Woolmer Hill School in Haslemere has retained its ‘good’ Ofsted rating following an inspection in January – its first since 2018.

The report praised the school’s ambitious curriculum, wide-ranging extra-curricular opportunities, happy atmosphere, positive relationships and supportive staff.

Inspectors also noted the secondary  school was effective in safeguarding and preparing pupils for their future. 

But disadvantaged pupils and those with special educational needs and/or disabilities did not always achieve as highly as their peers, and the persistent absence of some pupils prevented them from performing to their potential.

The school has started to address this issue, including introducing new ways to support pupils with low attendance.

Leaders also identified the need to raise expectations of pupils’ work and answers.

Seven key paragraphs from the report:

  1. "Leaders’ vision for the curriculum is ambitious. They want pupils to develop a genuine interest in their subjects, as well as gaining the qualifications they need. This mission to inspire is shared by teachers across the school. Pupils study a broad and well-sequenced curriculum, and most are very successful in public examinations. Extra-curricular opportunities are wide-ranging. Consequently, pupils can explore different interests, develop talents and prepare meaningfully for their next steps. Leaders ensure that these opportunities are inclusive."

  2. "There is a happy atmosphere in this school. Staff know pupils well and care about them. Relationships are overwhelmingly positive. The values of ‘proud to belong, proud to achieve’ are reflected in pupils’ behaviour generally and in how they approach their work. Bullying is rare but staff deal with it swiftly and effectively if needed. Pupils feel safe in school. They feel supported and listened to by staff. They would happily go to staff with any worries. The majority of parents are very positive about the school. They feel their children are flourishing. One parent described the school as having ‘a family approach’, a view mirrored by staff and pupils during the inspection."

  3. "Leaders are aspirational for all pupils. However, disadvantaged pupils and those with special educational needs and/or disabilities (SEND) do not always achieve as highly as their peers. The persistent absence of some pupils prevents them doing as well as they could. Leaders have started to address this issue. They have introduced new ways to support pupils with low attendance, including those with SEND and those from disadvantaged backgrounds. Early indicators are that these are beginning to have an impact on attendance and on the progress these pupils make."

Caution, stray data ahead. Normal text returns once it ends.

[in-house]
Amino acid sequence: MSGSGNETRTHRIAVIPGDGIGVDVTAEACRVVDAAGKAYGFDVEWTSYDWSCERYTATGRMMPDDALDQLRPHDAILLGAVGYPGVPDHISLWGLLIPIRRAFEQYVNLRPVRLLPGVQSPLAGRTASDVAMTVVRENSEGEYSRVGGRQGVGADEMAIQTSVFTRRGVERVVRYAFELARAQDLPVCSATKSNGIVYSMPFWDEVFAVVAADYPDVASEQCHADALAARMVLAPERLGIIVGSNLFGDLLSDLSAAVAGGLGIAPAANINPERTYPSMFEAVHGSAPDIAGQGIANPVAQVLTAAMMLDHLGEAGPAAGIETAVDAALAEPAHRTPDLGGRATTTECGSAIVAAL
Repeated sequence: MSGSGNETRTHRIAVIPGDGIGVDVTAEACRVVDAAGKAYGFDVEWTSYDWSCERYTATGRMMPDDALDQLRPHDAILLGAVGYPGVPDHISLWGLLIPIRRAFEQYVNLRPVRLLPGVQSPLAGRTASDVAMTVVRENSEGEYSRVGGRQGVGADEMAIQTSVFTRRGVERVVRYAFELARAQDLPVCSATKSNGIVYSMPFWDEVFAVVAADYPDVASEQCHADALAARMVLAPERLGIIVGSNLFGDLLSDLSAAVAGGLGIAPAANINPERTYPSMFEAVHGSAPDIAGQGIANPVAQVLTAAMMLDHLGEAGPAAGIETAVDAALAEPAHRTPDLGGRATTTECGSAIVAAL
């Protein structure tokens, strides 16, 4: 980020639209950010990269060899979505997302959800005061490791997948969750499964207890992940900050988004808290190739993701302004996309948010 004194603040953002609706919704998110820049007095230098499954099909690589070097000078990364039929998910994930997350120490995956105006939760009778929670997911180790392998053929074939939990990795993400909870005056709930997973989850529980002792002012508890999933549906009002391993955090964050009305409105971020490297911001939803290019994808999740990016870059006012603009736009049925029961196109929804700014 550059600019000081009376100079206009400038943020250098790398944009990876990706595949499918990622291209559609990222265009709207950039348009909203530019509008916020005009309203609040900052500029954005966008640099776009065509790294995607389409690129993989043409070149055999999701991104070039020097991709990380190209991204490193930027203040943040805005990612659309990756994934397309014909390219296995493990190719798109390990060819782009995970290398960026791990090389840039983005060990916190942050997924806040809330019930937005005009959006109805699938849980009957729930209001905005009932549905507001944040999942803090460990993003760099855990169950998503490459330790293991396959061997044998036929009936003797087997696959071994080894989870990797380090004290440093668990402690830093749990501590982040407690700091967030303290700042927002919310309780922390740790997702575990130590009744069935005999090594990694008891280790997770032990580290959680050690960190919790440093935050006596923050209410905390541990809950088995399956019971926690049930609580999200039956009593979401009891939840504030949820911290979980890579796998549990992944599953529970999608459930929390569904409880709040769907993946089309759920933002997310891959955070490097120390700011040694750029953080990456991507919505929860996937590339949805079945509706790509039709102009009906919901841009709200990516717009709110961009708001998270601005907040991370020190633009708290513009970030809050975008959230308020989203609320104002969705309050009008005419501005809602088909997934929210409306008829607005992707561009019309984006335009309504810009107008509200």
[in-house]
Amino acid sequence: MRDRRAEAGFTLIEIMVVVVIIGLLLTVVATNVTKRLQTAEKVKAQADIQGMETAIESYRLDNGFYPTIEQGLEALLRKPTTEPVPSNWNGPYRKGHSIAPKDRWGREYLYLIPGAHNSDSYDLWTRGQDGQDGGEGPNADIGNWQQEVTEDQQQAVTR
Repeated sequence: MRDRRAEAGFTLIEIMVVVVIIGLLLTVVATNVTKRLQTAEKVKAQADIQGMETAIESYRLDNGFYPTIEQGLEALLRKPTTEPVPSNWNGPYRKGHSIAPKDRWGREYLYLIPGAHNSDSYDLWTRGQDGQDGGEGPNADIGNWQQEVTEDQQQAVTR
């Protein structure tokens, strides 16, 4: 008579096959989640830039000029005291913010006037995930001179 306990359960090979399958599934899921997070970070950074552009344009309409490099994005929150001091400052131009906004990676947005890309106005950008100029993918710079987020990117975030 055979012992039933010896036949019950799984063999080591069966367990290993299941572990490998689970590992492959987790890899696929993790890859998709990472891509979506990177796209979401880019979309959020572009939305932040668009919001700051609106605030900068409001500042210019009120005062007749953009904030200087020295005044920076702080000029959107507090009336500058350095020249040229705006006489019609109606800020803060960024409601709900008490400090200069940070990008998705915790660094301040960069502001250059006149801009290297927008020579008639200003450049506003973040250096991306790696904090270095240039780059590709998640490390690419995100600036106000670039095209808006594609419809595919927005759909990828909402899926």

4. "Leaders review the curriculum offer regularly. Growth in pupil numbers has enabled leaders to introduce additional and ambitious key stage 4 options. The numbers of pupils taking GCSEs, including in languages and triple science, are also increasing. Teachers’ subject knowledge is strong. They use real-world examples to bring learning to life. This helps to inspire pupils’ enthusiasm for their subjects."

  5. "Reading is given a high priority. Staff explore a range of varied texts with pupils. This means that many pupils are enthusiastic readers. Leaders have recently reviewed the provision for pupils who need extra support with reading. Once gaps are identified, specific interventions are implemented which help them catch up."

  6. "The personal, social, health and economic (PSHE) education curriculum is thorough. It is informed by pupil voice and addresses issues such as misogyny and sexualised language. Pupils can recall and discuss the key PSHE education messages. Pupils, including disadvantaged pupils and those with SEND, are well prepared for their future. Careers education is well organised. It benefits from links with colleges, sixth forms and employers, as well as apprenticeships providers and higher education."

  7. "Leaders and those responsible for governance have established a strong safeguarding culture at the school. This is underpinned by appropriate policies and systems. Leaders are diligent about making the required checks on all staff. The designated safeguarding lead is knowledgeable and provides clear direction and comprehensive training for all staff. In turn, staff are vigilant. They report concerns about pupils swiftly. Safeguarding leaders take appropriate action when a pupil needs help. They make and pursue referrals to external partners tenaciously. The curriculum helps pupils understand how to navigate different risks. Pupils feel safe in school. Parents confirm this also."